Warmth – Brazilian style

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photo 5Temperatures plummet all around the country but we experienced a heat wave of sorts. A Brazilian blast of kindness warmed our family these past few weeks as we enjoyed spending time with Chico’s parents. I have loved ones in Qatar, Chicago, El Salvador and Brazil – we’re all over the map!

Since last May, the Lord opened the door for new people to enter our home. Most who entered as friends left as members of our family. Some through actual marriage proposals (Lu and Kelsie) but others through spending extended time in our home – they became W-H’s, an extension of our olive shoot branch.

And it’s interesting, the timing of it all. Disease and deception ushered a person out of our lives. Without a proper goodbye, a thank you, a warm embrace, nothing, nada, zilch, poof, he was gone. I don’t recommend it. So while recovering from the pangs of loss, these people have been a healing balm to our family. We haven’t forgotten this person but we have moved on in order to survive. He hasn’t been replaced but God has opened new chambers of our hearts. I know many people who have experienced a loss can empathize.

On Sunday, we said our goodbyes to Francisco and Leyla. We enjoyed going to church together and I was deeply touched to sit by Chico’s mom and to hear her singing the refrain “Hallelujah” in one of the songs. Tears streamed from both of our eyes as the music played. It’s safe to say that a year ago none of us had any notion how close we would feel to one another. I didn’t really personally know any Brazilian people until September. Now it’s like our family has grown exponentially just by adding one charming borrowed Brazilian olive shoot into our home.

After church, we went to a restaurant. As the meal was ending, Chico’s dad went out to his car to get something. When he returned, he approached the Hubs holding something small in his fingers. He then gently took the corner of the Hub’s jacket and carefully attached a small gold item to the collar. With a few emotional words in Portuguese, he embraced and kissed my husband and that’s when we saw this.

photo 4In some way, it re- minded me of when Nate was pinned as an officer at West Point. Our dear friend Colonel Eric Kail com missioned Nate. We will never forget that moment or that man.

It also reminded me of the kindred moment when Nate was tabbed by his brothers after completing Ranger School those memories flooded back to me.

I’m not sure Francisco understood the significance of his gesture but based on the tears that flowed afterward, perhaps we all did. Francisco’s gift to my husband was an acknowledgement of trust and connection. That pin proudly sits next to the Army pin on my husband’s coat. The cold weather allows him opportunity to display some of our dearest and deepest connections.2013-07-12 12.17.27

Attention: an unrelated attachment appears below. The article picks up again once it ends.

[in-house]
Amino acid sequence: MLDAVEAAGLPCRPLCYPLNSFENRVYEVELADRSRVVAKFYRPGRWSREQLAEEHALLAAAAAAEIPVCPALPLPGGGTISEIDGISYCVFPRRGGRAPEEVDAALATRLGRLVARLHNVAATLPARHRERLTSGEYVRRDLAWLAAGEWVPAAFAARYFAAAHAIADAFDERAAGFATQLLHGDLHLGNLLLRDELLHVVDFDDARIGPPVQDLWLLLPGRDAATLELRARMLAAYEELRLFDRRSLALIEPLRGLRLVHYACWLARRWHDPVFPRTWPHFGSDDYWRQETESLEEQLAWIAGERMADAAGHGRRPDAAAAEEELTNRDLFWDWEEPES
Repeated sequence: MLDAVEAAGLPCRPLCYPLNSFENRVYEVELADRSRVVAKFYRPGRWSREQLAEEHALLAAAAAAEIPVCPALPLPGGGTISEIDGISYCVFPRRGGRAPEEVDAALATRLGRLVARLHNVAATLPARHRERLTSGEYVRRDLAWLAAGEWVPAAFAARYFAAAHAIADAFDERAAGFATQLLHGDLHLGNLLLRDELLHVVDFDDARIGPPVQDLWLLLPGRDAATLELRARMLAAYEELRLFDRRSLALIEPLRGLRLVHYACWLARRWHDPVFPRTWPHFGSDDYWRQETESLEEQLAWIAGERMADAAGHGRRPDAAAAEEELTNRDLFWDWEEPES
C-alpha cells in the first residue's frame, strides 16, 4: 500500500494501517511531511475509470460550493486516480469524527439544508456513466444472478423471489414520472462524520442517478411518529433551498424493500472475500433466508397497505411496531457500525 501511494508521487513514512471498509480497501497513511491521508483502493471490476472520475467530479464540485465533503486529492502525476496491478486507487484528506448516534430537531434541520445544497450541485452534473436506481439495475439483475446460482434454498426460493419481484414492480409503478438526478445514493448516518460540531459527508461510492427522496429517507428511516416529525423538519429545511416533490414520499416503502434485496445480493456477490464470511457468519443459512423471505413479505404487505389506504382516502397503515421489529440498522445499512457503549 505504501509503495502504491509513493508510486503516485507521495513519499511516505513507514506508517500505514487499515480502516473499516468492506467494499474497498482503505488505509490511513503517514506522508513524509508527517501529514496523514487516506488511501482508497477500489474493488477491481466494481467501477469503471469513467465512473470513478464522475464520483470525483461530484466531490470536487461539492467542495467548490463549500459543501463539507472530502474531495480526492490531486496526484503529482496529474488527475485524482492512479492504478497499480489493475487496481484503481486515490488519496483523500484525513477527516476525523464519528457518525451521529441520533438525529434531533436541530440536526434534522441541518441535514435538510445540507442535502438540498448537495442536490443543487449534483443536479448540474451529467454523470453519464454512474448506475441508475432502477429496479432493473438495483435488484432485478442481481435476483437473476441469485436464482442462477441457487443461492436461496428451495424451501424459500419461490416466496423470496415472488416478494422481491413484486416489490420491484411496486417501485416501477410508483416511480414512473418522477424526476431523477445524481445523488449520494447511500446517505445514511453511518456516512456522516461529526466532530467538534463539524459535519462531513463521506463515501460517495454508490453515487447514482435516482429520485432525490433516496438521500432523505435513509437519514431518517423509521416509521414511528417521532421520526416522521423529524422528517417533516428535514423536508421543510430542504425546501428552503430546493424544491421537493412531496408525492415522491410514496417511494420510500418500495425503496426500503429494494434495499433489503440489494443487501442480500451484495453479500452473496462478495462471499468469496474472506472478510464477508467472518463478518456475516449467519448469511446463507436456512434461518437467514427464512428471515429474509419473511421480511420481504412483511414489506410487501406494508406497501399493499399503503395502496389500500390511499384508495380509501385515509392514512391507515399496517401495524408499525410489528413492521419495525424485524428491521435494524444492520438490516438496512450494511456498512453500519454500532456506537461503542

The  feeling of being deemed worthy and proven can warm a heart and that little pin of our two flags was a profound symbol between 2013-07-12 11.19.16men. When people enter our lives, they leave an impression. In this case, it was an enduring and deep connection neither family could have expected.

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When you’re a military family, Veterans’ Day takes on a whole different meaning

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2013-07-12 11.21.47Soon

very soon

my West Point grad, my Army Ranger, my handsome, beloved son will go to a faraway place

Not for vacation

Or to get married – though this will happen soon enough

But somewhere distant that brings a sense of fear over me if I’m having one of those days.

And so this whole Veterans’ Day thing is much more meaningful to me than it was, let’s say ten years ago.

(She types embarrassingly).

Last Friday, my orange hair, freckle face olive shoot sang in the school choir for a local Veterans’ Day celebration.

2013-11-08 18.18.25That in and of itself, is notable since Ike will not be dropping a CD anytime soon though he jokes that he is the songbird of his gen- eration. Hearing him sing, “God Bless America” and “Battle Hymn of the Republic” (my personal favorite) caused me to grab the bag of tissues I brought expressly for that purpose.

My tears were mixed though because this year, another veteran in the family was missing. My father-in-law. For reasons we will probably never understand this side of heaven, he has been taken from us. Not by death but by a person. Alzheimer’s and vascular dementia contributed to the cause but the cruelty of it all is too painful to even share.

Grey-haired military people filled the community center. These folks still beam with pride when their song is played. It was not a time of  preference over which branch served – Army, Marines, Coast Guard, National Guard, even Navy (inside Army joke), were honored equally. There was solidarity and appreciation. I was among the ranks of those who love the “Armed Forces Salute” although apparently many of Ike’s classmates noted that I spazzed out during the Army song. I tried to be as discreet as possible! I couldn’t help it!

Two proud chunksters

Two proud chunksters

But little did I know, I wasn’t the only one who got choked up during the per- formance.

A certain someone whose name I can’t mention also had to push back the tears. It’s hard to sing and cry. Thinking about his brother, re- membering his grandpa, watching the 93-year-old man sputtering out Taps on his trumpet maybe for the last time, it got to a certain little stoic olive shoot. For the record, he DID NOT cry, he just wanted to for a brief, oh so brief moment!

As an American, I find myself proud of how we honor our veterans. In Brazil, for example, they do not have such a holiday. They have Children’s Day, Dentist Day and Teacher Day but no Veterans’ Day. To serve in the military is a rarity and something not especially appreciated according to my reliable source, my borrowed Brazilian olive shoot. They are proud of their country but those in the armed forces do not receive any special recognition for their service. I thought all countries had their own Veterans’ Day.